¶ 7. The Commission failed to find any proof that the Judge's motive arose out of the traffic stop. Therefore, the Commission found no violation of Canon 3C(1). The Commission found that proof of any violation of Canon 5A, 5B and 7A(4) did not prove a political violation by clear and convincing proof. The Commission determined that the Judge's conduct constituted willful misconduct in office and conduct prejudicial to the administration of justice which brings the judicial office into disrepute as defined by this Court. The Commission recommended that this Court publicly reprimand the Judge with no fine assessed and the assessment of all costs herein. The costs associated with this inquiry are $718.40.
STANDARD OF REVIEW
¶ 8. The standard of review for judicial misconduct proceedings is de novo. Miss. Comm'n on Judicial Performance v. Boykin, 763 So.2d 872, 874 (Miss.2000) (citing Miss. Comm'n on Judicial Performance v. Gunn, 614 So.2d 387, 389 (Miss.1993)). The Commission's findings, based on clear and convincing evidence, are given “great deference.” Id. This Court however, is obligated to conduct an independent inquiry. Miss. Comm'n on Judicial Performance v. Neal, 774 So.2d 414, 416 (Miss.2000). Even though the Commission's findings are considered, this Court is not bound by the findings and additional sanctions may be imposed. Miss. Comm'n on Judicial Performance v. Whitten, 687 So.2d 744, 746 (Miss.1997).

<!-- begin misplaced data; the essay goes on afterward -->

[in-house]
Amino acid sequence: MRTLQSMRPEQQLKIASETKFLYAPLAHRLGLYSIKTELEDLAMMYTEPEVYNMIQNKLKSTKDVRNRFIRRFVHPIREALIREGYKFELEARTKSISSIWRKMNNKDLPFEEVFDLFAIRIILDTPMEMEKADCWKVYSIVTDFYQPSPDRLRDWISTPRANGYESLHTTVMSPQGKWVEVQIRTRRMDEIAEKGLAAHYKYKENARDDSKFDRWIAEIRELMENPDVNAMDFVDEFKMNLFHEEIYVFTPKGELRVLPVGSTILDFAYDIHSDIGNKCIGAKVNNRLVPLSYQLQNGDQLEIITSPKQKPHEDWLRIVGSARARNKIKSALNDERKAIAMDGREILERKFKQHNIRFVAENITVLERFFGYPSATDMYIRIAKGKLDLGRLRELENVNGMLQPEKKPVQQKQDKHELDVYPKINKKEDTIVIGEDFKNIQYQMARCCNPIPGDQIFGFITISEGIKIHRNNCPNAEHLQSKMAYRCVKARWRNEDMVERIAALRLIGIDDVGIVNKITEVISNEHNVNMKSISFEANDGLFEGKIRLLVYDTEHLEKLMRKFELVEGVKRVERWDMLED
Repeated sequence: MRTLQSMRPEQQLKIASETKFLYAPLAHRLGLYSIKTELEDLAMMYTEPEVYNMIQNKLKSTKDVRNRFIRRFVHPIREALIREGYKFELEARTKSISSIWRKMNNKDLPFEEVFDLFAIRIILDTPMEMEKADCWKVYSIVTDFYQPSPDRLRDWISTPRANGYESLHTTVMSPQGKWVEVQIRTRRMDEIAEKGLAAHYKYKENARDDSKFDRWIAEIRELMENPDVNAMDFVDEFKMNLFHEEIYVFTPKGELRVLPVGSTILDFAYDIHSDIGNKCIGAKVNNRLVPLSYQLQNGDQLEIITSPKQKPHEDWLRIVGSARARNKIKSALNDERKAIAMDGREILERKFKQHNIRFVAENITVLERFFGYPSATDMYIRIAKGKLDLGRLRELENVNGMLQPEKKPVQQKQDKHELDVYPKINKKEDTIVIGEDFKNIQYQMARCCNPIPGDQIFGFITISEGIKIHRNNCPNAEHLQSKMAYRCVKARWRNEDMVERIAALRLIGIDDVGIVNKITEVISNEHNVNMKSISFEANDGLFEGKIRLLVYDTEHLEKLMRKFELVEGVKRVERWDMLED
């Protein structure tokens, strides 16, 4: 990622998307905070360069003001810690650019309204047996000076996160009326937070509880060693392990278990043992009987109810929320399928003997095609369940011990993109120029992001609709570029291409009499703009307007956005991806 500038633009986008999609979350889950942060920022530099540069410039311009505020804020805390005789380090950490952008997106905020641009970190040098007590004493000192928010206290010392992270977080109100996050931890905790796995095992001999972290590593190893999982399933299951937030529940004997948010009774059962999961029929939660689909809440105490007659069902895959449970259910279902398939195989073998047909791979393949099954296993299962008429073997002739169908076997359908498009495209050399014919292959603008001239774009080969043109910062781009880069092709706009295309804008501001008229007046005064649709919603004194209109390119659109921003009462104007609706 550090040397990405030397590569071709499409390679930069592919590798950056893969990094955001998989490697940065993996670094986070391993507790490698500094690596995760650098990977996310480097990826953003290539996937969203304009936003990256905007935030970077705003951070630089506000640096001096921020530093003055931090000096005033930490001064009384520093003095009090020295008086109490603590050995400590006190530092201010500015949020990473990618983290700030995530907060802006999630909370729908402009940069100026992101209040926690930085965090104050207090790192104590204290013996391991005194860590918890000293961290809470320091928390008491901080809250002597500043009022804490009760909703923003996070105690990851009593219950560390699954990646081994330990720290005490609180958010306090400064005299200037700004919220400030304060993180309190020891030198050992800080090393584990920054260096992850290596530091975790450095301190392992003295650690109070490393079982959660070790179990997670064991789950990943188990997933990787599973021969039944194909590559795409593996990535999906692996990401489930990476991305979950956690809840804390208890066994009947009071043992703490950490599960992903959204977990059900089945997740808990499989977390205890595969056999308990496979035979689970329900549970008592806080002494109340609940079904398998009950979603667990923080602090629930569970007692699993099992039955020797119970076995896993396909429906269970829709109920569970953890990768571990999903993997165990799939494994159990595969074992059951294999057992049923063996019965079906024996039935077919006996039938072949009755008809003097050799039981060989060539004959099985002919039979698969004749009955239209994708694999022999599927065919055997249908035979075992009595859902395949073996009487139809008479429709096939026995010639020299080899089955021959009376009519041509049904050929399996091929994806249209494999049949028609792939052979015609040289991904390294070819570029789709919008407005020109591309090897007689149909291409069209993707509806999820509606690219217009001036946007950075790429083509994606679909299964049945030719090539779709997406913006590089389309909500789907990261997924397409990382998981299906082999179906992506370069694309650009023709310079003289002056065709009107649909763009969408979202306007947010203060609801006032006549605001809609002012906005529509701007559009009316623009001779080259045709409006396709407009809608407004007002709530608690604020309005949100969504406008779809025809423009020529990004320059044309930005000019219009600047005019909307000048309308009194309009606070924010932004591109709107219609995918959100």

I. WHETHER THE JUDGE'S CONDUCT CONSTITUTES WILLFUL MISCONDUCT PREJUDICIAL TO THE ADMINISTRATION OF JUSTICE WHICH BRINGS THE JUDICIAL OFFICE INTO DISREPUTE PURSUANT TO SECTION 177A OF THE MISSISSIPPI CONSTITUTION.
¶ 9. In judicial performance proceedings, this Court determines whether the conduct of a judge constitutes willful misconduct prejudicial to the administration of justice which brings the judicial office into disrepute pursuant to Article 6, § 177A of the Mississippi Constitution of 1890, as amended.
¶ 10. This Court has held: